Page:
His runway audiences are stacked with celebrity friends and family members from his hometown of Longview, Texas. His 300,000 Instagram followers track his emotional ups and downs as he preps for the show, which he stages in spots off the beaten path: a trendy restaurant one season, an upper floor of a skyscraper the next. As for the official New York Fashion Week venue at Spring Studios? Never given it much thought, he told BoF.
“I’m not dead set on big, long runways, big lights, all of that. I prefer dimmer lights, a tiny runway, sitting together, drinking, eating and having a good time,” he said. “If we didn’t do a big show I’d probably do it in my living room.”
Designers like Maxwell present both a challenge and an opportunity for Endeavor, the talent and event management giant known until last year as WME-IMG. The firm represents prominent designers — Maxwell signed with IMG about a year ago — models, actors and sports stars, and operates or supports major fashion weeks in New York, London and other cities around the world.
But though IMG can now draw on unprecedented scale each February and September, the days when designers lined up to show in the firm’s tents in New York’s Bryant Park are long gone. About one-third of the roughly 100 shows on the official calendar are expected to take place at Spring Studios or Industria, two IMG-run venues. The rest, including former Bryant Park anchors Calvin Klein, Marc Jacobs and Ralph Lauren, have fanned out across the city, looking for spaces that speak to them — and will yield the biggest marketing bump on social media. Some, including Alexander Wang, have left the traditional February-September calendar entirely.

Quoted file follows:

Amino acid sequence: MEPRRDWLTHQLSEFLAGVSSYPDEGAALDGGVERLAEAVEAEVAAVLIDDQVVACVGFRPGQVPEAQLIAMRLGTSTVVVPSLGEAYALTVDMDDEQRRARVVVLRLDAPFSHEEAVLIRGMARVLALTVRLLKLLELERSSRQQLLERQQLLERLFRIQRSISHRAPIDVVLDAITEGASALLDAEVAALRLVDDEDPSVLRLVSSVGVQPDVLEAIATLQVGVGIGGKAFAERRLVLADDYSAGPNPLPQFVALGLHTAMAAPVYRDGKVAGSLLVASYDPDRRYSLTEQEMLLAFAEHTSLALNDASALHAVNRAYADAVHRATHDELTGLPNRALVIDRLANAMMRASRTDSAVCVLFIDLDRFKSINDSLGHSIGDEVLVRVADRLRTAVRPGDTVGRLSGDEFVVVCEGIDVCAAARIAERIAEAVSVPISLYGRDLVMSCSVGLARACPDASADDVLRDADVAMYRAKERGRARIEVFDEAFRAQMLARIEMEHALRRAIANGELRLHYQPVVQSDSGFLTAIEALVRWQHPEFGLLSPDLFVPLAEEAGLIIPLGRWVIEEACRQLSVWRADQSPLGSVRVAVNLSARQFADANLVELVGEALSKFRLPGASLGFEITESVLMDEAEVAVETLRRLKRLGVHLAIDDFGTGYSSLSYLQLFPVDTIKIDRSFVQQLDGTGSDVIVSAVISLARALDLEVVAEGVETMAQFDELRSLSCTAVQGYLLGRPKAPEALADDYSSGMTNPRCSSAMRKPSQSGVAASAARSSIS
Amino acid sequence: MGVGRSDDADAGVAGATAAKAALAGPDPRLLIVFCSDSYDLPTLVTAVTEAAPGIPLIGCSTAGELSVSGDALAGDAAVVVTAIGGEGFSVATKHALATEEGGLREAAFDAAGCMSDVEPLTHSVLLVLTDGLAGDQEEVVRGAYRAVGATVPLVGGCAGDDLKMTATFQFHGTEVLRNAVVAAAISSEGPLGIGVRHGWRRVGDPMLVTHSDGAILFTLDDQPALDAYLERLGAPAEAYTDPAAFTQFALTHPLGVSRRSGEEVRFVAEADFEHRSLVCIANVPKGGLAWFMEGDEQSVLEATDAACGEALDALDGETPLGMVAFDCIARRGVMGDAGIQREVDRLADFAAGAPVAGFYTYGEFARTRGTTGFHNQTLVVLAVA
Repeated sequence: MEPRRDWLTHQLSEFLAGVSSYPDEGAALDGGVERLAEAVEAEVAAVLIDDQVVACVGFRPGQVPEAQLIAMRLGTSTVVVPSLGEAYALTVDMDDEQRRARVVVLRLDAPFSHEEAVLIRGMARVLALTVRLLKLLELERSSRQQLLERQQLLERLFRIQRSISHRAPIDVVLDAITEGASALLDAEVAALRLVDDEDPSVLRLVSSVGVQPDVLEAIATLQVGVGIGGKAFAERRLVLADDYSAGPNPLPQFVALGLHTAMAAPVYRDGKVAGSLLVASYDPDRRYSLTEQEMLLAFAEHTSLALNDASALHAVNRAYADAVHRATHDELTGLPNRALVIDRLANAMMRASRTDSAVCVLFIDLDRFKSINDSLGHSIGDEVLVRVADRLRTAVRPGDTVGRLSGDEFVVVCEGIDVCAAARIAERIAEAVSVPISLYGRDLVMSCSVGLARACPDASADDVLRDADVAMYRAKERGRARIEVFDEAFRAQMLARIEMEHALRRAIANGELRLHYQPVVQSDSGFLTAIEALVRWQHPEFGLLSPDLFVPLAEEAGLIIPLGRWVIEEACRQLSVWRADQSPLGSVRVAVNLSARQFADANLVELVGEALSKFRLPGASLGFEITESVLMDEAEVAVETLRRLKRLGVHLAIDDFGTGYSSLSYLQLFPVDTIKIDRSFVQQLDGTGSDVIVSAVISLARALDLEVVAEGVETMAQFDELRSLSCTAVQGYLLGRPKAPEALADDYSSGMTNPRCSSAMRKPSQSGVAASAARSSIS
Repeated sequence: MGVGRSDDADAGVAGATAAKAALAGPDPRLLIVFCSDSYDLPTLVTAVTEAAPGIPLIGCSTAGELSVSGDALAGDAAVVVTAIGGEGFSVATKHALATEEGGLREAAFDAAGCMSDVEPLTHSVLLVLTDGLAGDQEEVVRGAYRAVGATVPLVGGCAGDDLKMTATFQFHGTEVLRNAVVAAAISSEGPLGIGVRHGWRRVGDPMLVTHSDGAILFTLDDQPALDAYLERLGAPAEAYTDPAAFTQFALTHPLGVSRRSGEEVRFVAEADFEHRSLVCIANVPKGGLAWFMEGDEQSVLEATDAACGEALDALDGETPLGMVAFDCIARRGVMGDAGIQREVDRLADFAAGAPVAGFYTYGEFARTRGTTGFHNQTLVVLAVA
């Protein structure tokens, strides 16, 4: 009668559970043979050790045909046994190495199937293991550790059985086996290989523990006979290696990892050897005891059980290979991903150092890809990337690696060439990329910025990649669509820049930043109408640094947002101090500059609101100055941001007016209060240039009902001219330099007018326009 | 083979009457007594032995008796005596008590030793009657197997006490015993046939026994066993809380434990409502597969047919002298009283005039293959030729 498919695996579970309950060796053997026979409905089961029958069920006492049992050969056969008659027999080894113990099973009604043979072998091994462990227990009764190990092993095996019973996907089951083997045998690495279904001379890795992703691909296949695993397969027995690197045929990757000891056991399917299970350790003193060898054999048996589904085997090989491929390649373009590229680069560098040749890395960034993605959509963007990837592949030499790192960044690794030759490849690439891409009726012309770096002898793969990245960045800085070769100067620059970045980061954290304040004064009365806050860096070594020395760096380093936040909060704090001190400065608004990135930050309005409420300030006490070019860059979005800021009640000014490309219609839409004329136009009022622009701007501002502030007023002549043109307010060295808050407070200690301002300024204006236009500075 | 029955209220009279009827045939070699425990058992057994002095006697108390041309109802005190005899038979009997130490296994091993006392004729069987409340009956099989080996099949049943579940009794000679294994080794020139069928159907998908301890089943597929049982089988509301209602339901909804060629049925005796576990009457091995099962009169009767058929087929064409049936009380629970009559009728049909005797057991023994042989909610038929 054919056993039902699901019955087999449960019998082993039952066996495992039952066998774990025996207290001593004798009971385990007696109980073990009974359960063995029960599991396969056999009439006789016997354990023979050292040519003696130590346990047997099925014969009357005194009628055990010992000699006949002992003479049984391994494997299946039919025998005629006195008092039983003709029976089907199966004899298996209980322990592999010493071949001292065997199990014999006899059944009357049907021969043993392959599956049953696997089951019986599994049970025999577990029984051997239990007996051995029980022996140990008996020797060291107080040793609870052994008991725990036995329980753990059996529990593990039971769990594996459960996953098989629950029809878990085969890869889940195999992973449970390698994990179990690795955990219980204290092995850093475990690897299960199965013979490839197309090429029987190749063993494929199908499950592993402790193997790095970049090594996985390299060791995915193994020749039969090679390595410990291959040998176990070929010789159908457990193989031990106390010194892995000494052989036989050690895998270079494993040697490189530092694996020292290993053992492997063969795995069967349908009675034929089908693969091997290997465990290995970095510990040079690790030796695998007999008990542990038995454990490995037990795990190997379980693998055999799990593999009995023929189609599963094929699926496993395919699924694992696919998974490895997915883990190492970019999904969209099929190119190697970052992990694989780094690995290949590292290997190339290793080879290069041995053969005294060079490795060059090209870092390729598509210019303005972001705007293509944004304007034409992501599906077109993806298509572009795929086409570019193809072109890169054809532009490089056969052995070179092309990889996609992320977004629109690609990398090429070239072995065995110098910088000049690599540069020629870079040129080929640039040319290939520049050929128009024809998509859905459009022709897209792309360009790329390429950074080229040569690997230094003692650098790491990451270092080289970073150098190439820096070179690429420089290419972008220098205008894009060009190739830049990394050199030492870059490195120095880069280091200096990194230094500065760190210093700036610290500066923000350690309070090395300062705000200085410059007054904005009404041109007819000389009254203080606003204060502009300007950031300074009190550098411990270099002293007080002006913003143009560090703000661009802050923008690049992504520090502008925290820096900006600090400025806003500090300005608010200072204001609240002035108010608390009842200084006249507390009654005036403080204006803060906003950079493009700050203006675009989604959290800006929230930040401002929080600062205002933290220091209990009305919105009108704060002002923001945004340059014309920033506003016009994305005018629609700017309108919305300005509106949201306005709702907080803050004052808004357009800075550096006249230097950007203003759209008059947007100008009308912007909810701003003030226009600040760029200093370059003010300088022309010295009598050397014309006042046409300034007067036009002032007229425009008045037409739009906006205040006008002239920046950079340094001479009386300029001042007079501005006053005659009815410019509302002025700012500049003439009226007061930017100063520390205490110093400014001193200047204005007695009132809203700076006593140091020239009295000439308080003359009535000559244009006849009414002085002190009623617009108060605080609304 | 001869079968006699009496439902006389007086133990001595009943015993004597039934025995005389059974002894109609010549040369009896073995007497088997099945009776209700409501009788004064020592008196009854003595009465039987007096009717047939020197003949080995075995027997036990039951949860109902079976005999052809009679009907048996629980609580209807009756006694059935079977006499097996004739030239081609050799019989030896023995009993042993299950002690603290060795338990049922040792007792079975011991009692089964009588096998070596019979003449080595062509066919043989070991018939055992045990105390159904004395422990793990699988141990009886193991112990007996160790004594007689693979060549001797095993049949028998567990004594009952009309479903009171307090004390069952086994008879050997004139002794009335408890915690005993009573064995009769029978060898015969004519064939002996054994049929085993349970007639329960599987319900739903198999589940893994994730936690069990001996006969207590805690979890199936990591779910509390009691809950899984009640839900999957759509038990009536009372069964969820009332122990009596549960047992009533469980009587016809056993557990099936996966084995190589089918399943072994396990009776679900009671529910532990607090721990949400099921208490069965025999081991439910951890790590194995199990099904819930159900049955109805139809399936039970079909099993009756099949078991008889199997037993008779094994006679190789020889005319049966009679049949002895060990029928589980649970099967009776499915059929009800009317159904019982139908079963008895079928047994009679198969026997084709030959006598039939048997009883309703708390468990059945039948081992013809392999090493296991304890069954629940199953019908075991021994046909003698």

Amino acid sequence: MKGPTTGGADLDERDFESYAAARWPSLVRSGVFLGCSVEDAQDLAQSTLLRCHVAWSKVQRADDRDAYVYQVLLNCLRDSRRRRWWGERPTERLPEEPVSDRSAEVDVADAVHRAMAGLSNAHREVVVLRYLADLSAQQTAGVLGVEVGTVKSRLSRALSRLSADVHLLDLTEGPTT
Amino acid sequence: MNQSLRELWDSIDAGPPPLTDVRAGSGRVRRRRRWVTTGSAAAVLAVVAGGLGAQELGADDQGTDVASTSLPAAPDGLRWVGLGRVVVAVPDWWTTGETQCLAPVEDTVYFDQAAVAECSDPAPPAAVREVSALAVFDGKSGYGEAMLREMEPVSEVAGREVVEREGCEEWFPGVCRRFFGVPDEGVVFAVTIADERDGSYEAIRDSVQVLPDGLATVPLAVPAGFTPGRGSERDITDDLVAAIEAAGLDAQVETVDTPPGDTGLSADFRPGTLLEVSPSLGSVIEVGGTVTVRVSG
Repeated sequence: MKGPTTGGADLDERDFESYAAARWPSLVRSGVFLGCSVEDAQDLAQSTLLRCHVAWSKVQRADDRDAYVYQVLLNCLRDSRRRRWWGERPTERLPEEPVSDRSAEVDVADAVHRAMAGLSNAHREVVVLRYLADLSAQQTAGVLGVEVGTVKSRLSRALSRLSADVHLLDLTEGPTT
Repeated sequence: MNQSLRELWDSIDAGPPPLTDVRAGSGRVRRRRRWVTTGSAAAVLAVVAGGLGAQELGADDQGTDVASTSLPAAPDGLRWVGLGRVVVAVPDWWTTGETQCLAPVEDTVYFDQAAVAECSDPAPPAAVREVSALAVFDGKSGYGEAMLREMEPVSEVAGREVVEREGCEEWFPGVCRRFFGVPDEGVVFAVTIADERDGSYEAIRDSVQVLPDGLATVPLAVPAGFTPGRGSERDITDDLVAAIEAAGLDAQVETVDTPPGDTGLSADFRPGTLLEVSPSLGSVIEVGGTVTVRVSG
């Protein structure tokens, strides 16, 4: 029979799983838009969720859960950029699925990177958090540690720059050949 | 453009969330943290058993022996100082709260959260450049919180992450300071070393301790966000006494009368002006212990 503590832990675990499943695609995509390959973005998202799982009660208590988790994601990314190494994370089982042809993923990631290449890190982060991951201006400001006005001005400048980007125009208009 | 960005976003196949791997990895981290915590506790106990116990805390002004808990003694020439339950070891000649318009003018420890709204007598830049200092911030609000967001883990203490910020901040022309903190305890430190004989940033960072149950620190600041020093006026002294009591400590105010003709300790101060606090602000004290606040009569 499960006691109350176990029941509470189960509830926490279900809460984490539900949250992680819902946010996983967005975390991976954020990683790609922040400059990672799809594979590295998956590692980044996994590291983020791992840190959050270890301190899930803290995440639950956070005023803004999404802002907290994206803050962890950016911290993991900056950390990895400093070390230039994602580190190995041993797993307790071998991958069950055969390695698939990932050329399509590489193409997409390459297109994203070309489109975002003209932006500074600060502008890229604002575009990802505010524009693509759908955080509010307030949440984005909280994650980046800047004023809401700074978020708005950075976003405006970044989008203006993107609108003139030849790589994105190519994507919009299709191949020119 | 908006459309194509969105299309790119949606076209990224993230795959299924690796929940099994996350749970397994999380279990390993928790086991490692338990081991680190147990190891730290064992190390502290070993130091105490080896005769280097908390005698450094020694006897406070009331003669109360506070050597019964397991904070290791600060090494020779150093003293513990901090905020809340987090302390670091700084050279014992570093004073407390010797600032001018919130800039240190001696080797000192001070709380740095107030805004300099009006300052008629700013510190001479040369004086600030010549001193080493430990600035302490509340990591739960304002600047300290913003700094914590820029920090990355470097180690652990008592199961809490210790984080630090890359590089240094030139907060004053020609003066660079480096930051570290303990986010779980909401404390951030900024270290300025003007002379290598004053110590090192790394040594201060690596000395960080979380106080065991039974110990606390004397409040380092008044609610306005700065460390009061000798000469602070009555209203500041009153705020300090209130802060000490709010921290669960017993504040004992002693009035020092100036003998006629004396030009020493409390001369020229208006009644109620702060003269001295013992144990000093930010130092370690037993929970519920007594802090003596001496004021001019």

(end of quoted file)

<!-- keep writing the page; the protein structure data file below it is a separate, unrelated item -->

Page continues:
In May, Endeavor appointed IMG Models president Ivan Bart to also head its fashion events and tasked him with coming up with a formula to regain its grip on New York Fashion Week, still the American fashion industry’s biggest showcase.
In an interview, Bart laid out his underlying strategy: insert IMG into the fashion week conversation, wherever designers happen to be showing. That means ensuring Spring Studios hosts plenty of shows (handing the rooftop terrace over to Oscar de la Renta was an early coup), but also an exhibit displaying the photography of Shaniqwa Jarvis and panel discussions featuring talents like Rebecca Minkoff and Tyler Mitchell. For off-site shows, IMG is providing support ranging from lining up sponsors to full-scale production.